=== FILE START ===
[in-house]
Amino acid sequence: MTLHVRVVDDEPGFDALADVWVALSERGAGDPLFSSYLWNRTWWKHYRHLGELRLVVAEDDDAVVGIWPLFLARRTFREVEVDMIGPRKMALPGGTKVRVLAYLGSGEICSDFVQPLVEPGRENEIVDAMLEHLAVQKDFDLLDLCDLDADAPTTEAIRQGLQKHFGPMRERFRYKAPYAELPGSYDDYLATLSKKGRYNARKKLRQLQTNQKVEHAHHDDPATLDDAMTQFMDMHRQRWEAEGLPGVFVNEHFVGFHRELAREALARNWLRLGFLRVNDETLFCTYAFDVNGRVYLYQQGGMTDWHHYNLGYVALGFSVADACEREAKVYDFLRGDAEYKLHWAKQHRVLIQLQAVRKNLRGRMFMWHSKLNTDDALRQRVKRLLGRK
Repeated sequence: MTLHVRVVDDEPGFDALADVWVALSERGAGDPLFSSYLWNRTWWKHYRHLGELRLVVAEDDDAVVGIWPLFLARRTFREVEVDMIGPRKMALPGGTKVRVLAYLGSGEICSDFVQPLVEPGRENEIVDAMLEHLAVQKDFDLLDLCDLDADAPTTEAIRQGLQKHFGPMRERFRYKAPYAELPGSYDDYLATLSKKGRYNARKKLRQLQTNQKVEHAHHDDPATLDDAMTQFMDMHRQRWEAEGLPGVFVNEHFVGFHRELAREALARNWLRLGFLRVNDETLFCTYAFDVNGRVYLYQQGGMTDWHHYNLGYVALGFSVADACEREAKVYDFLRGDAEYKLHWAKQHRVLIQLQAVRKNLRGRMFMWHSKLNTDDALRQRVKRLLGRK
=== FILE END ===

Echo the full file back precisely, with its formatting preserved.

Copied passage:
[in-house]
Amino acid sequence: MTLHVRVVDDEPGFDALADVWVALSERGAGDPLFSSYLWNRTWWKHYRHLGELRLVVAEDDDAVVGIWPLFLARRTFREVEVDMIGPRKMALPGGTKVRVLAYLGSGEICSDFVQPLVEPGRENEIVDAMLEHLAVQKDFDLLDLCDLDADAPTTEAIRQGLQKHFGPMRERFRYKAPYAELPGSYDDYLATLSKKGRYNARKKLRQLQTNQKVEHAHHDDPATLDDAMTQFMDMHRQRWEAEGLPGVFVNEHFVGFHRELAREALARNWLRLGFLRVNDETLFCTYAFDVNGRVYLYQQGGMTDWHHYNLGYVALGFSVADACEREAKVYDFLRGDAEYKLHWAKQHRVLIQLQAVRKNLRGRMFMWHSKLNTDDALRQRVKRLLGRK
Repeated sequence: MTLHVRVVDDEPGFDALADVWVALSERGAGDPLFSSYLWNRTWWKHYRHLGELRLVVAEDDDAVVGIWPLFLARRTFREVEVDMIGPRKMALPGGTKVRVLAYLGSGEICSDFVQPLVEPGRENEIVDAMLEHLAVQKDFDLLDLCDLDADAPTTEAIRQGLQKHFGPMRERFRYKAPYAELPGSYDDYLATLSKKGRYNARKKLRQLQTNQKVEHAHHDDPATLDDAMTQFMDMHRQRWEAEGLPGVFVNEHFVGFHRELAREALARNWLRLGFLRVNDETLFCTYAFDVNGRVYLYQQGGMTDWHHYNLGYVALGFSVADACEREAKVYDFLRGDAEYKLHWAKQHRVLIQLQAVRKNLRGRMFMWHSKLNTDDALRQRVKRLLGRK